The Supreme Court dismissed a batch of twelve appeals pertaining to the compensation for land acquisition by the Hoshiarpur Improvement Trust finding that the High Court’s assessment and deductions were reasonable and did not warrant its interference through Article 136.

A two-judge Bench of Justice Bela M. Trivedi and Justice Dipankar Datta held that,

“When the impugned judgment of High Court reveals that the High Court has taken into consideration the relevant factors prescribed under the Act, as interpreted by this Court, the assessment of market value so determined does not warrant any interference of this Court in the appeals under Article 136 of the Constitution of India.”

The case involved several appeals arising from a common judgment passed by the Punjab and Haryana High Court. The appeals pertained to the compensation for land acquisition carried out by the Hoshiarpur Improvement Trust for a development scheme. The Trust acquired land through negotiations and notification under the Punjab Town Improvement Act 1922. The Land Acquisition Collector awarded compensation, which was later challenged by landowners. The Reference Court/Tribunal enhanced the compensation, and both landowners and the Improvement Trust appealed to the High Court.

Advocate Yadav Narender Singh appeared for the Petitioners and Advocate R.K. Rathore appeared for the Respondents.

The appellants argued that the High Court overlooked sale deeds for shops executed prior to acquisition, showing a continuous rise in land prices for both commercial and residential purposes. The appellants contended that the High Court wrongly applied a one-third cut on the assessed market value for development charges, even though the acquired land was within municipal limits and had structures on it. The respondents (representatives of the state) argued that a deduction for development charges is standard when acquiring a large chunk of land, which the High Court rightly applied.

The Apex Court had to examine whether the contested judgment justifies the application of its extraordinary jurisdiction under Article 136 of the Constitution of India.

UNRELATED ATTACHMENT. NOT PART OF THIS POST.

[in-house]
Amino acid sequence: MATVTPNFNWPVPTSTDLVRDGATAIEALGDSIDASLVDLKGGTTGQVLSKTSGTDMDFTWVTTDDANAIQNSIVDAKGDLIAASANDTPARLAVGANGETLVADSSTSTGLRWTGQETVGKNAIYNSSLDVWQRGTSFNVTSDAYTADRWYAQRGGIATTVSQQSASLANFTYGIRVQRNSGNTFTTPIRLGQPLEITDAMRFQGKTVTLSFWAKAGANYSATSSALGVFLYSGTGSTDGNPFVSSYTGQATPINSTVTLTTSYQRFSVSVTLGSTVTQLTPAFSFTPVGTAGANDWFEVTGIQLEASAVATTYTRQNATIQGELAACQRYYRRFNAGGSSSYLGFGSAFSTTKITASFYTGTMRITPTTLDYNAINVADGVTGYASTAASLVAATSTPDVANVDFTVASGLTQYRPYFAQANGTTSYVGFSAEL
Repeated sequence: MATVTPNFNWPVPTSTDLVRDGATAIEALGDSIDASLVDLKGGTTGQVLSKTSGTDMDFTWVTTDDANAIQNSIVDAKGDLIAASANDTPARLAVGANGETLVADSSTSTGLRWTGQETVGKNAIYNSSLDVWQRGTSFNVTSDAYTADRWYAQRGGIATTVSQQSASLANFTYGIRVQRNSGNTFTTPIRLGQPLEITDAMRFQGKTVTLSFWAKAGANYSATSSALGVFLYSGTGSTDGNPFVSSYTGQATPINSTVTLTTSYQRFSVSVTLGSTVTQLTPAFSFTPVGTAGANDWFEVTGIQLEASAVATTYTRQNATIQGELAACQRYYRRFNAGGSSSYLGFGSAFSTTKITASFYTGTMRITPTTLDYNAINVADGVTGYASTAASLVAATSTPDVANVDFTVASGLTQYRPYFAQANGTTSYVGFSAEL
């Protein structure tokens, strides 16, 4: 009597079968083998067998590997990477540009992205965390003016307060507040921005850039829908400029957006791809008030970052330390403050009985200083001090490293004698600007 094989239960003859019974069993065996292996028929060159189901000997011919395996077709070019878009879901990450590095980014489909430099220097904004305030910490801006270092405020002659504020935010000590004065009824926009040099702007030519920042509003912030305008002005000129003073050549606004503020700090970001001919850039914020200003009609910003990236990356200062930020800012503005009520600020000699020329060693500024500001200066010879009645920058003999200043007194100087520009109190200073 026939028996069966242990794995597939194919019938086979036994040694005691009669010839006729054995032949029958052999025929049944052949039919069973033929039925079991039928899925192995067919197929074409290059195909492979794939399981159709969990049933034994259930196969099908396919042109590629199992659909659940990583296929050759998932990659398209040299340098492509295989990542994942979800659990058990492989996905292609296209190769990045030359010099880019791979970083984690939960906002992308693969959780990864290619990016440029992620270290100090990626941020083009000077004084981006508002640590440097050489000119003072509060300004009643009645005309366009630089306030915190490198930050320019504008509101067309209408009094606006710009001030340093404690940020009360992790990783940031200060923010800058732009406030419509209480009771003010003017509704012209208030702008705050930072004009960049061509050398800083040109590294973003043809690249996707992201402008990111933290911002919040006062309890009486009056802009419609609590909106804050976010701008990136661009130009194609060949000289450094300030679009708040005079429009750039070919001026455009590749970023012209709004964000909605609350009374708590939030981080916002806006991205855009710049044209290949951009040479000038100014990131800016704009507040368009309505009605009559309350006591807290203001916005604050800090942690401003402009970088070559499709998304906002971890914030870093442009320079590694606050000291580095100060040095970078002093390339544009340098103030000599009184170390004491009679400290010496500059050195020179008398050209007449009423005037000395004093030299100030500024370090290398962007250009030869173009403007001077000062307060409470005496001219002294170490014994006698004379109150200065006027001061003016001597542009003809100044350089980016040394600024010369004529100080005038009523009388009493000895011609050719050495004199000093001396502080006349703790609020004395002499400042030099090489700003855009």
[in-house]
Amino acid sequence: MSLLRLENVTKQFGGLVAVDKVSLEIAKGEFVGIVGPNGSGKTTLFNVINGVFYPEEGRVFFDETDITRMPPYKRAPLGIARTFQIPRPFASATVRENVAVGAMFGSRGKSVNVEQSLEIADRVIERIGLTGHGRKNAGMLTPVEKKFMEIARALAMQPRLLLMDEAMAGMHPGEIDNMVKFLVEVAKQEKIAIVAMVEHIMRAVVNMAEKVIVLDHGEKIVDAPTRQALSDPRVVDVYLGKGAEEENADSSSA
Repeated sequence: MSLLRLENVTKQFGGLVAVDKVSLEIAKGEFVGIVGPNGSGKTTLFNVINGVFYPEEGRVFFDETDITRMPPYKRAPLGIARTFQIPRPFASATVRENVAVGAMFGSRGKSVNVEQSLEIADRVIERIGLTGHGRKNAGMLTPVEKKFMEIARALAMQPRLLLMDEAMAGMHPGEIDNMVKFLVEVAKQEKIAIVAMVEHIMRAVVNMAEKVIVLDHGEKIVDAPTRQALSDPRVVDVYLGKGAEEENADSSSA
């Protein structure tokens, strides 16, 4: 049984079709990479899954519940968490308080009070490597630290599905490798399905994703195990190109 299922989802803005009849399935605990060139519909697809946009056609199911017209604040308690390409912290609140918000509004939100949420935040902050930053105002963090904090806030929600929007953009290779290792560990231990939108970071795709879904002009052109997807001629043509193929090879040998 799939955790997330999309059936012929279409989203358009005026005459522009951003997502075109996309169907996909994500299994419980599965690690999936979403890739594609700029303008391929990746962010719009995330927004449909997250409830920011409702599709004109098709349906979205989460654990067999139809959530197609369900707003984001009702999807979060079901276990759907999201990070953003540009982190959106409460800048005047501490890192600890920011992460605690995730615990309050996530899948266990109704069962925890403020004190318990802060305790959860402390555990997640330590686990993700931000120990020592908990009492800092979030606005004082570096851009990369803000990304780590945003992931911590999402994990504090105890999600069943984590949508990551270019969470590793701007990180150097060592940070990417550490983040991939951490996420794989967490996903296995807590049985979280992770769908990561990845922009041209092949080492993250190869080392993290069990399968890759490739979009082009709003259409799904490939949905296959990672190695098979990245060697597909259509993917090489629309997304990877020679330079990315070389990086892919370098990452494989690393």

“Undoubtedly, a plenary jurisdiction exercisable on assuming appellate jurisdiction has been conferred upon the Supreme Court under Article 136, nonetheless it is an extraordinary jurisdiction which must be exercised in exceptional circumstances and that too with great care and caution.”

The Court was of the view that principles guiding the determination of land's market value as of the date of the notification under Section 4(1) of the Land Acquisition Act were well established by prior judgments. Assessing market value involved predicting the price a willing seller would offer to a willing buyer in normal market conditions. This wasn't about hurried transactions, facade sales, or fictitious transactions to inflate value. Factors like the land's condition, location, proximity to residential/commercial/industrial areas, etc., all play into this assessment.

In this case, the Tribunal abruptly increased the market rates of acquired lands without thorough analysis, nearly doubling the rates set by the Land Acquisition Collector. The High Court further elevated these rates. The Supreme Court's assessment found the High Court's decision to be reasonable, as it considered various sale instances and evidence while justifying its choices.

The Court stated that regarding deductions for development charges, the High Court's imposition of a one-third cut on the assessed market value was in line with established legal precedent. The Court elaborated that deduction considers the nature of the land, whether it's developed, the purpose of acquisition, and other factors. While it was acknowledged that smaller land values might influence larger land assessments, appropriate deductions were necessary for roads, open spaces, and plotting smaller plots.

The Court placed reliance on Chimanlal Hargovinddas v. Special Land Acquisition Officer, where the Court had emphasized that the extent of deductions for development is context-dependent, varying based on factors such as land shape, size, and location. Another case Lal Chand v. Union of India highlighted the variable nature of development deductions, which can range from 20% to 75%.

Accordingly, the Court dismissed the appeals.

Cause Title: Mala Etc. Etc. & Ors. v. State of Punjab & Anr.

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